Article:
FOR IMMEDIATE RELEASE
Monday, March 7, 2022
Kyla Bennett (508) 230-9933 email@example.com
False Artificial Turf Recycling Claims Ripped
FTC Enforcement Urged to End Deceptive Turf Industry Greenwashing
Washington, DC —Synthetic turf manufacturers are guilty of false and deceptive sales practices in pitching their products as recyclable, according to a complaint filed by Public Employees for Environmental Responsibility (PEER) with the Federal Trade Commission. The complaint seeks FTC enforcement action to end misleading turf manufacturer and vendor claims.
The complaint catalogs examples of marketing pitches that removed artificial turf is recyclable and is being sent to domestic recycling facilities. This not true because:
- There are no turf recycling plants in the U.S.;
- Used turf is not being exported to the two known recycling plants in Europe; and
- Artificial turf is extremely difficult and expensive to recycle since all the different plastics, rubber, and other materials used must be separated from each other.
“Artificial turf makers and vendors use recycling claims as a promotional ploy to portray this product as an environmentally responsible alternative to traditional grass fields – but it is not,” stated PEER Science Policy Director Kyla Bennett, a scientist and attorney formerly with the U.S. Environmental Protection Agency. “The recycling claim for turf is illegal greenwashing.”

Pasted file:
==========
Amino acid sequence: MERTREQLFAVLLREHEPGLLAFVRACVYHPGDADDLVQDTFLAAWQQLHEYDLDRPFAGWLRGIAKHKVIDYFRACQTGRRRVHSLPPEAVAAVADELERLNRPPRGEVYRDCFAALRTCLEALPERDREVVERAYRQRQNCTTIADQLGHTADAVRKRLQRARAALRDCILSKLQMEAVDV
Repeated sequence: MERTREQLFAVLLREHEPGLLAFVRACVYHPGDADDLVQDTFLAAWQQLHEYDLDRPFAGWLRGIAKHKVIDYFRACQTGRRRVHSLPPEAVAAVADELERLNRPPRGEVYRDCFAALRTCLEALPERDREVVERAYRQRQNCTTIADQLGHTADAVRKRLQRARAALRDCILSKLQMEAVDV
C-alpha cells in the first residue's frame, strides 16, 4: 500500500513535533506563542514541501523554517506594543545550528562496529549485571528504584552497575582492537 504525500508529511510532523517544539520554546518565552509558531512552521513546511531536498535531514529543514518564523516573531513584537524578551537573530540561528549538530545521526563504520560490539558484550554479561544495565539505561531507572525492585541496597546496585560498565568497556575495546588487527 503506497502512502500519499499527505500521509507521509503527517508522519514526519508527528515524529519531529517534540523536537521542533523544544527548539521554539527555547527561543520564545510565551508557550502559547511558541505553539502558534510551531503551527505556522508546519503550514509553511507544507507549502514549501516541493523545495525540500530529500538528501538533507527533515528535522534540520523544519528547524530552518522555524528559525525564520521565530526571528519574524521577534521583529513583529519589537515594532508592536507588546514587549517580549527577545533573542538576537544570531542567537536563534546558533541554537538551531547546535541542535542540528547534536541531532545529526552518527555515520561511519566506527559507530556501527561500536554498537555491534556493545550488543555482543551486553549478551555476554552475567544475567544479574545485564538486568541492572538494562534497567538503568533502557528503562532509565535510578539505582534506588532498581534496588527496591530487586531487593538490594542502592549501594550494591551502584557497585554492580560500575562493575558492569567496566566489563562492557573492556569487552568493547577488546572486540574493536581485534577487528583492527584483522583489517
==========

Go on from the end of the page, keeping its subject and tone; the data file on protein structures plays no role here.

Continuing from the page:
Each synthetic field usually covers about 80,000 square feet with roughly 400,000 pounds of infill (often shredded tires). These fields typically have a design life of eight to ten years. There are an estimated 13,000 syn-turf fields in the U.S. Hundreds of fields installed in past decade are at or beyond their life spans, with that total growing each month.
When removed, the old turf is sent to a landfill or, as often appears, is illegally dumped.
In addition, the plastic “blades” coating the fields are found to contain PFAS (per-and polyfluoroalkyl substances), often referred to as “forever chemicals” since they do not break down in the environment. Human exposures to PFAS are associated with cancer, birth defects, and other impairments. Moreover, a safe disposal method for PFAS has yet to be developed. For years, focus was on the toxicity of the crumb rubber infill, but scientists now know that the carpet itself may be even more dangerous.
“Ironically, shredding old tires to serve as infill for artificial fields was originally thought to solve a solid waste problem but doing so simply created new solid waste headaches,” Bennett added. “Both during and after their design lives, these fields leach a brew of toxic chemicals, from lead and arsenic to PFAS, into our soil and waters.”
View an example of false turf recycling claims